In addition, over $1 million was seized in Arizona from Richard Byrd in early 2011. In July 2012, an additional of $372,000 was seized from a residence in Arizona occupied by Richard and Rasan Byrd. These money seizures were proceeds from east coast drug sales intended for use in acquiring additional quantities of marijuana and cocaine.


During the course of this conspiracy more than 150 kilograms of cocaine and 20,000 kilograms of marijuana were acquired and distributed by Richard Byrd and his associates.


Brothers Rasan Byrd, age 41, of Houston, Texas, Harold Alexander Byrd, age 27, of Phoenix, Maryland, and Joseph Ibreham Byrd, age 35, of Owings Mills, Maryland, previously pleaded guilty to their roles in the conspiracy. Rasan was sentenced to 14 years in prison and Harold and Joseph were each sentenced to 10 years in prison.


Jerome Adolfo Castle, a/k/a Dontwon Burris, age 37, a Jamaican citizen residing in Pikesville, Maryland, previously pleaded guilty to his role in the conspiracy and was sentenced to 14 years in prison. Castle was also ordered to forfeit $57,997 in cash, his interest in seven Baltimore properties, jewelry valued at more than $411,000, 98 pairs of men’s shoes, two laptop computers and an I-Pad, seven firearms and ammunition, as well as six vehicles, including a 2009 Jaguar XF Premium.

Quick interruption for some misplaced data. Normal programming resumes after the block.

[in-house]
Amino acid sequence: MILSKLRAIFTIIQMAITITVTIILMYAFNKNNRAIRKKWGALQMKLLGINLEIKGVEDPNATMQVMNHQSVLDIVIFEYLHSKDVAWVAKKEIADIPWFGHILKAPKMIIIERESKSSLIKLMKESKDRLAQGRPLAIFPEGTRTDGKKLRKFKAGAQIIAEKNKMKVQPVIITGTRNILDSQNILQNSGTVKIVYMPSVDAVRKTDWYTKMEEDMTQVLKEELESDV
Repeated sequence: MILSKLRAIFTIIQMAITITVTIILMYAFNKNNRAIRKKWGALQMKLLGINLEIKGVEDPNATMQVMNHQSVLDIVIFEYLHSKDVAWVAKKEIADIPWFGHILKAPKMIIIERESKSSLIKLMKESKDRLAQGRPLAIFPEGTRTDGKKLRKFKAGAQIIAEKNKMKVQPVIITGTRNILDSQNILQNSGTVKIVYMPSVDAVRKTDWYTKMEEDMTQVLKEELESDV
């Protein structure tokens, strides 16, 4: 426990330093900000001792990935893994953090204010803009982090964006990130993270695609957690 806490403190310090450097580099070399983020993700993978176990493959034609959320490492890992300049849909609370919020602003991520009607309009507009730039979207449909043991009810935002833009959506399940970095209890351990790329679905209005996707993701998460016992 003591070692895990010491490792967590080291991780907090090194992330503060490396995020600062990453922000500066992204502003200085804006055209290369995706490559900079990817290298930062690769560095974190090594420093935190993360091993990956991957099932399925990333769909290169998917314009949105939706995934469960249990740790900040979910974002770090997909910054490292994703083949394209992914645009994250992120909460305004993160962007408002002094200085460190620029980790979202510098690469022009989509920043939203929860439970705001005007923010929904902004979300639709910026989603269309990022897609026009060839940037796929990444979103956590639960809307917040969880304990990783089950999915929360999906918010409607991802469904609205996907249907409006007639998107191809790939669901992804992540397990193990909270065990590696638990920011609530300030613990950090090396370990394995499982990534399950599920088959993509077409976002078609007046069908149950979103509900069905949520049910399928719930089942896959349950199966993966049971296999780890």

Maurice Jones, age 62, and Richard Drummond, age 40, both of Baltimore, also pleaded guilty to their roles in the conspiracy and were sentenced to seven years in prison and two years in prison, respectively.


United States Attorney Rod J. Rosenstein commended the DEA, Baltimore County Police Department, the Maryland Transportation Authority Police, IRS-Criminal Investigation, HSI-Baltimore, Arizona Department of Public Safety, Phoenix Police Department, and Chandler, Arizona Police Department for their work in the investigation. Mr. Rosenstein thanked Assistant United States Attorneys James G. Warwick and Kenneth S. Clark, who are prosecuting this Organized Crime Drug Enforcement Task Force case.

Drug Trafficking
Updated February 9, 2017